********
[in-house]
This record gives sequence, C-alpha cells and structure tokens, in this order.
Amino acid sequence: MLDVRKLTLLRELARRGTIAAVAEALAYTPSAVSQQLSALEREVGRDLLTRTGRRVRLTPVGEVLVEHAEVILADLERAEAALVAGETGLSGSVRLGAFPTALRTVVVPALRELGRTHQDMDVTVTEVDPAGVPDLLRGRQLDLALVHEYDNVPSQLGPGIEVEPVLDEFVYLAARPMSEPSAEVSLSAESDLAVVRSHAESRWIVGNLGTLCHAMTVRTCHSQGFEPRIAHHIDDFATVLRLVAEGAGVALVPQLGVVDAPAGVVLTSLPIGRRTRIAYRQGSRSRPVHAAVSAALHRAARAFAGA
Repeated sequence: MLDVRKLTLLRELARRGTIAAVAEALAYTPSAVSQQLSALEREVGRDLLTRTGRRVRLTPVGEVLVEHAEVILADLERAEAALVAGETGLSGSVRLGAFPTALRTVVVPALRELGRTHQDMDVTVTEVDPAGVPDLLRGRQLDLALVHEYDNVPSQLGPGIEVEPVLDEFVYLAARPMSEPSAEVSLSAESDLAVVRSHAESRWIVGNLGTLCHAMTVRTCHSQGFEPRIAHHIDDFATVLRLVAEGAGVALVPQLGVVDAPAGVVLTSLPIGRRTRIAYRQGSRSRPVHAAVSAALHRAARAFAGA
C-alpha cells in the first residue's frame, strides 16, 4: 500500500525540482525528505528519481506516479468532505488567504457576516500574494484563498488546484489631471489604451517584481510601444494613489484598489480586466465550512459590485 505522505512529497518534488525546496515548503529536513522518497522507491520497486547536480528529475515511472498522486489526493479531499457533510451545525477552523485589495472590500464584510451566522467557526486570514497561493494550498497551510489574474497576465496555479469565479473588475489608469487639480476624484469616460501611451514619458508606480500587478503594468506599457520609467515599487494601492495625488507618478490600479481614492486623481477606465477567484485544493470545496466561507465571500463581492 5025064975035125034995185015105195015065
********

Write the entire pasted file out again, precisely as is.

[in-house]
This record gives sequence, C-alpha cells and structure tokens, in this order.
Amino acid sequence: MLDVRKLTLLRELARRGTIAAVAEALAYTPSAVSQQLSALEREVGRDLLTRTGRRVRLTPVGEVLVEHAEVILADLERAEAALVAGETGLSGSVRLGAFPTALRTVVVPALRELGRTHQDMDVTVTEVDPAGVPDLLRGRQLDLALVHEYDNVPSQLGPGIEVEPVLDEFVYLAARPMSEPSAEVSLSAESDLAVVRSHAESRWIVGNLGTLCHAMTVRTCHSQGFEPRIAHHIDDFATVLRLVAEGAGVALVPQLGVVDAPAGVVLTSLPIGRRTRIAYRQGSRSRPVHAAVSAALHRAARAFAGA
Repeated sequence: MLDVRKLTLLRELARRGTIAAVAEALAYTPSAVSQQLSALEREVGRDLLTRTGRRVRLTPVGEVLVEHAEVILADLERAEAALVAGETGLSGSVRLGAFPTALRTVVVPALRELGRTHQDMDVTVTEVDPAGVPDLLRGRQLDLALVHEYDNVPSQLGPGIEVEPVLDEFVYLAARPMSEPSAEVSLSAESDLAVVRSHAESRWIVGNLGTLCHAMTVRTCHSQGFEPRIAHHIDDFATVLRLVAEGAGVALVPQLGVVDAPAGVVLTSLPIGRRTRIAYRQGSRSRPVHAAVSAALHRAARAFAGA
C-alpha cells in the first residue's frame, strides 16, 4: 500500500525540482525528505528519481506516479468532505488567504457576516500574494484563498488546484489631471489604451517584481510601444494613489484598489480586466465550512459590485 505522505512529497518534488525546496515548503529536513522518497522507491520497486547536480528529475515511472498522486489526493479531499457533510451545525477552523485589495472590500464584510451566522467557526486570514497561493494550498497551510489574474497576465496555479469565479473588475489608469487639480476624484469616460501611451514619458508606480500587478503594468506599457520609467515599487494601492495625488507618478490600479481614492486623481477606465477567484485544493470545496466561507465571500463581492 5025064975035125034995185015105195015065